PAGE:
Watercubs & Kivisilmän

working show-quality newfoundlands

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About us Our dogs in the news Contact information Is the newfoundland the right breed for me? What to tell the breeder?

Capri, Vera, Merita, Ruuti, Scout

Kennel Kivisilmän:

We breed Newfoundlands under the kennel name Kivisilmän (2008-). Watercubs (2006-) is a collective name we group ourselves and all our dogs under (Larinkallion girls, Kivisilmän pups and Data-pug). Our aim is to breed healthy, active, beautiful, physically and mentally sound working dogs. While our Newfoundlands are active working dogs, due to their sound structures, they also excel at conformation shows.

Our breeding decisions are heavily based on preserving the working instinct that has justly made the breed famous. The goal is not to just breed dogs for today and tomorrow, but to create a healthy and stable lineage that will benefit the breed in the decades to come.

Words that describe our breeding ideal:
- healthy, longevity, sound
- obedient, handler motivated, enthusiastic worker, good working drive, team worker
- confident, decisive, curious, reliable
- active, good physical condition, muscled, strong, balanced and robust structure, ease of movement, good swimmer, enthusiastic, dog and people friendly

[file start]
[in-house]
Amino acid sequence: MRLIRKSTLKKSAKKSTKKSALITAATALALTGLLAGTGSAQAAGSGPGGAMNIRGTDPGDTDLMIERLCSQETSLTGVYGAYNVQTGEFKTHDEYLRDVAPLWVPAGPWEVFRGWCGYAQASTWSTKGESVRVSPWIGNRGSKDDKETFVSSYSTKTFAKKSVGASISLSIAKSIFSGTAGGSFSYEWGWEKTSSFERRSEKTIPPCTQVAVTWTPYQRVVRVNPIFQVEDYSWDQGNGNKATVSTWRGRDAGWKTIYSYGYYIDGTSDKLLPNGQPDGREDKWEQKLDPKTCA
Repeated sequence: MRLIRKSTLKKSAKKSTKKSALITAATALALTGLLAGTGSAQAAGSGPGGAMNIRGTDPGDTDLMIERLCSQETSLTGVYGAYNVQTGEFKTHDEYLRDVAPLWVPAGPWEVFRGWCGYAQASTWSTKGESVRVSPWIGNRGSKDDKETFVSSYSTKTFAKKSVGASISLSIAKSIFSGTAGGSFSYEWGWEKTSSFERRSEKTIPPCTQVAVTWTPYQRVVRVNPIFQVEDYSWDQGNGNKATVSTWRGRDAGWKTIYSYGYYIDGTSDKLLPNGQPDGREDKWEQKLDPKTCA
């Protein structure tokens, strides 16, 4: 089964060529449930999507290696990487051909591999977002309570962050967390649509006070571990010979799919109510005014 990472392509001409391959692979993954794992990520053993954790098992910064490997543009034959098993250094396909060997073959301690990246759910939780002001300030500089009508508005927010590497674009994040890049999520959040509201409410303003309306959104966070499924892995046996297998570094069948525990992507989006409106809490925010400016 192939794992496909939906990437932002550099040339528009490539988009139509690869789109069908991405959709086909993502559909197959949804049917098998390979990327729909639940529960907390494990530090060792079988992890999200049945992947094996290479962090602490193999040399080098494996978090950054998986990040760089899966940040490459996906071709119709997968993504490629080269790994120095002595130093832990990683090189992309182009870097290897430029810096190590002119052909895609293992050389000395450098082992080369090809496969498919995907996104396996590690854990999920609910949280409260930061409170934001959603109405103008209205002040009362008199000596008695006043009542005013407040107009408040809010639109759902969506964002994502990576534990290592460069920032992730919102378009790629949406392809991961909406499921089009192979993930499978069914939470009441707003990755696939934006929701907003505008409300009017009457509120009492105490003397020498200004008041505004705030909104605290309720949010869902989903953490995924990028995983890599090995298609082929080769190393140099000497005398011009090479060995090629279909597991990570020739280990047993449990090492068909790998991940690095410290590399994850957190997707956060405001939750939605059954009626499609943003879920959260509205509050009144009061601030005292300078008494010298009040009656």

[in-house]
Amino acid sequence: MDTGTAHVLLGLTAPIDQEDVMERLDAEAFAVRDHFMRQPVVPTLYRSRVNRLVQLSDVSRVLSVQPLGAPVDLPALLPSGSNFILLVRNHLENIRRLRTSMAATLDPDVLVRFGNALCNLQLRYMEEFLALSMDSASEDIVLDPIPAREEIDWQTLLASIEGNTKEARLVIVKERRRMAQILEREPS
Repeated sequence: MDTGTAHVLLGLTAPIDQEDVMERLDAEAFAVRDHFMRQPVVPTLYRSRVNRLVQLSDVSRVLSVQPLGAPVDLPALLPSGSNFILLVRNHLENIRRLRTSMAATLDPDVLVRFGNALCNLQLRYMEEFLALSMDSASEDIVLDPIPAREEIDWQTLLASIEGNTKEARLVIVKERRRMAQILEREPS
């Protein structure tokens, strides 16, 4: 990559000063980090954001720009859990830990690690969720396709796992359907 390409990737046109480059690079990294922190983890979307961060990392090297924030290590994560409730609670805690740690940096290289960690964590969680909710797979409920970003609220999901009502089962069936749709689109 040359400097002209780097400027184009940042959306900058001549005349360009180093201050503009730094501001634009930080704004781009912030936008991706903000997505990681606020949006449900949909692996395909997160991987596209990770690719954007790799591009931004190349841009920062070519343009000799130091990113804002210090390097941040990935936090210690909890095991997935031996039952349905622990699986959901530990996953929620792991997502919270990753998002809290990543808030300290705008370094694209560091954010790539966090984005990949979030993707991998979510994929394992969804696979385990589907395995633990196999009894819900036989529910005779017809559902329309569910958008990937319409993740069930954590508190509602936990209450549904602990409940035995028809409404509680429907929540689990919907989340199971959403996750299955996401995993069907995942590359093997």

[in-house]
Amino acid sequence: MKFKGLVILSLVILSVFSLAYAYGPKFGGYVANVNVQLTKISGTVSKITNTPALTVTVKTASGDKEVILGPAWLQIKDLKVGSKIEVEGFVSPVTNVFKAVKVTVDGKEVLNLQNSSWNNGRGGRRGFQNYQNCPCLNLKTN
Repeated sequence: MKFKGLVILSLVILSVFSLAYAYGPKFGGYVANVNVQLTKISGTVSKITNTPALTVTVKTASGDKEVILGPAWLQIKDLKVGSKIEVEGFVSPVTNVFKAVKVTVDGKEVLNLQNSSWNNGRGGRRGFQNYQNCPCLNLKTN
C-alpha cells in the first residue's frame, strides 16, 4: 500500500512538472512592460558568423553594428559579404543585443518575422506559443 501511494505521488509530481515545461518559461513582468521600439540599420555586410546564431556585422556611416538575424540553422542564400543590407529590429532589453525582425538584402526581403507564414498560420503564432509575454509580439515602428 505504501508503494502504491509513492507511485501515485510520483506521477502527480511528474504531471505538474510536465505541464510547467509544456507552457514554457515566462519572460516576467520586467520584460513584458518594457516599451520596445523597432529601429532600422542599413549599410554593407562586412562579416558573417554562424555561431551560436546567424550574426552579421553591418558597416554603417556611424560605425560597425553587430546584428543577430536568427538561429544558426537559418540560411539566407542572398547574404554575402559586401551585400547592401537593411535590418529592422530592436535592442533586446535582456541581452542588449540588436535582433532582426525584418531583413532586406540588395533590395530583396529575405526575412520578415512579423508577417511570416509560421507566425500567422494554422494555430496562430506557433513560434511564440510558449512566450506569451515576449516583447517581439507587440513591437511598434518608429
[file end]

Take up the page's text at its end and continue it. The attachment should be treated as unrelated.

Our ideal Newfoundland is big-boned and has a balanced structure. The dog must work on instinct, but be able to listen and obey commands when these are given by the handler. The temperament should also be balanced and calm when inside, but the dog should be active and energetic, and have a desire to please when outside.

Our history:

We came across the Newfoundland breed for the first time in a dog book in 2000. After some long discussions, we decided to find out more about the breed, and in spring 2003, we got our first Newfoundland, Capri (CIB, FI, SE CH, EUVV-11, Belgian Canine Lifeguard Larinkallion Brysselinblicca).

We started working with Capri during the first year by going to conformation shows, obedience classes and waterwork. To this day we have successfully competed with our dogs in waterwork, obedience, rally obedience, draft and conformation shows in fourteen different countries across Europe.

Our dogs live, move and travel with us. They are a part of our family and congregate under the same roof during our holidays. The dogs are divided into three homes within the family
so that individual time and working possibilities are maximized with each one. We actively participate in waterwork, shows and obedience. However draft, hikes and nose work are also a part of our yearly hobbies. Currently at home we have Ruuti (LUX, EE CH Kivisilman Monitoimikone), Merita (EE CH & LUX J CH & International and Belgian Lifesaving Federation Canine Lifeguard Kivisilman Rutikuiva RLEx1, RLEx2), Baron (CIB & LUX & SE & EE & FI CH & BVW-17, BVWBE-17 Kivisilman Muskettisoturi), Tesla (Kivisilman Yleisurheilija) and Data-pug (Tarragem Haley Hurricane). Capri and her daughter Vera (FI, SE, EE CH, Belgian Canine Lifeguard Larinkallion Huomiongohde) have sadly passed away to greater waterwork waters.